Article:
(4) Whether Tabitha was older or contracted some illness or disease, we don’t know, but she fell ill and shortly thereafter died. The proper and respectful procedure of preparation for burial was conducted in the privacy of her bedroom upstairs. Wherever possible it is the right thing to prepare a body properly for burial. Just because a person is dead does not mean their body is insignificant. Jesus’ body was prepared for burial by Joseph of Arimathea and Nicodemus. On the Sunday morning He rose, the ladies went there to clean His body and wrap it properly.
2) Peter was called to assist.
9:38 Lydda was near Joppa; so when the disciples heard that Peter was in Lydda, they sent two men to him and urged him, “Please come at once!”
What the disciples thought Peter could do we don’t know but whatever they thought, urgency was the order of the day. He went with the knowledge of Tabitha’s death.
Ac 9:39 Peter went with them, and when he arrived he was taken upstairs to the room.
The scene in the room was one of extreme sadness, mourning and loss … All the widows stood around him, crying and showing him the robes and other clothing that Dorcas had made while she was still with them. In those days professional mourners were hired. These present in Tabitha’s room were not those. These had a good relationship with her as a fellow widow! But the commotion was far too much for Peter to conduct spiritual business so he removed them from the room:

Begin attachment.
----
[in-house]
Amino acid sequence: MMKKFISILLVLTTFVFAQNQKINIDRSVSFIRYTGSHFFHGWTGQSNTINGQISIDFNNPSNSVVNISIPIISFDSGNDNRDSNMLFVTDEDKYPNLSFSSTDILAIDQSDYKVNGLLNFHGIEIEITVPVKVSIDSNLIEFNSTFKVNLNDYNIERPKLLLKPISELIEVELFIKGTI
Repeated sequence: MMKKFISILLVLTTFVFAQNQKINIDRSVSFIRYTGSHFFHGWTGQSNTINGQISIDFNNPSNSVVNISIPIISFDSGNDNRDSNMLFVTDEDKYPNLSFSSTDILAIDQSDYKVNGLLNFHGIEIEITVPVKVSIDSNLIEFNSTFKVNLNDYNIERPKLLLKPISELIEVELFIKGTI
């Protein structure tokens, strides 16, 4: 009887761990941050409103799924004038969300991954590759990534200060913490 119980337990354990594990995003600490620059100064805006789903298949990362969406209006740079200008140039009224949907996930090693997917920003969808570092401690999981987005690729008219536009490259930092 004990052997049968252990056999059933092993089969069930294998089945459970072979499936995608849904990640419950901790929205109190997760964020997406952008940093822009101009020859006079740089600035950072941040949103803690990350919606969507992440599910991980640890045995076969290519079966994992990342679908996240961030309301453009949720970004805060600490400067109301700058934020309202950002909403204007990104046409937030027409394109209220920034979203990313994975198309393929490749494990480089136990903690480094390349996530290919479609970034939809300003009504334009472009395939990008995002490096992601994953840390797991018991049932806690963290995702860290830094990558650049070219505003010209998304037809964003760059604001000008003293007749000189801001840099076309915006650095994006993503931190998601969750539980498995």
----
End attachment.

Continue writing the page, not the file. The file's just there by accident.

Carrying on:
Ac 9:40 Peter sent them all out of the room; then he got down on his knees and prayed. Turning toward the dead woman, he said, “Tabitha, get up.”
Spiritual business requires silence because one is dealing with God. Peter knelt down and prayed before her spoke to her in her deadness. It is important to realize that she was physically dead, not in a coma or deep sleep. She was lifeless. The emotional behavior of the other widows informs us that her life had ended. Soon we shall come to the purpose of what happened. Peter commands her lifeless body … “Tabitha, get up.” Notice that what follows is not dramatic or other worldly:
Ac 9:40 She opened her eyes, and seeing Peter she sat up. 41 He took her by the hand and helped her to her feet. Then he called the believers and the widows and presented her to them alive.
No noise, no people to shout or clap, no one to rejoice and sing praises. Tabitha opens her eyes … life had returned. Peter helps her to stand and Peter presents her to the discples. That is all Luke tells us. She is healed. Life returned. What happened? She was dead and now she is alive. Did God not need her soul in heaven? Naturally this is a miracle. Only Peter was present and God responded to his prayer restoring Tabitha’s life.
3) News travels. The widows would see her alive. The other Church people would have seen her alive. They would have broadcasted this news of Tabitha far and wide.
Ac 9:42 This became known all over Joppa, and many people believed in the Lord.
And right there we have the purpose for this miracle … many people believed in the Lord. God used Tabitha for a purpose.
(a) The restoring of her life was a miracle. Many heard and believed. Miracles, if genuine are given that many souls believe in Jesus and find salvation.
(b) The platform for the miracle was not upbeat music and big boasts about what God is going to do. No … it was prayer. Here, quietly praying in faith leads to God working a miracle with souls being saved. Is there any reason this cannot happen in the day and age we live in? No, not the physical restoration of life but the spiritual resurrection from the dead!
O God, in mercy cause us to pray for souls to be saved for Jesus. Amen.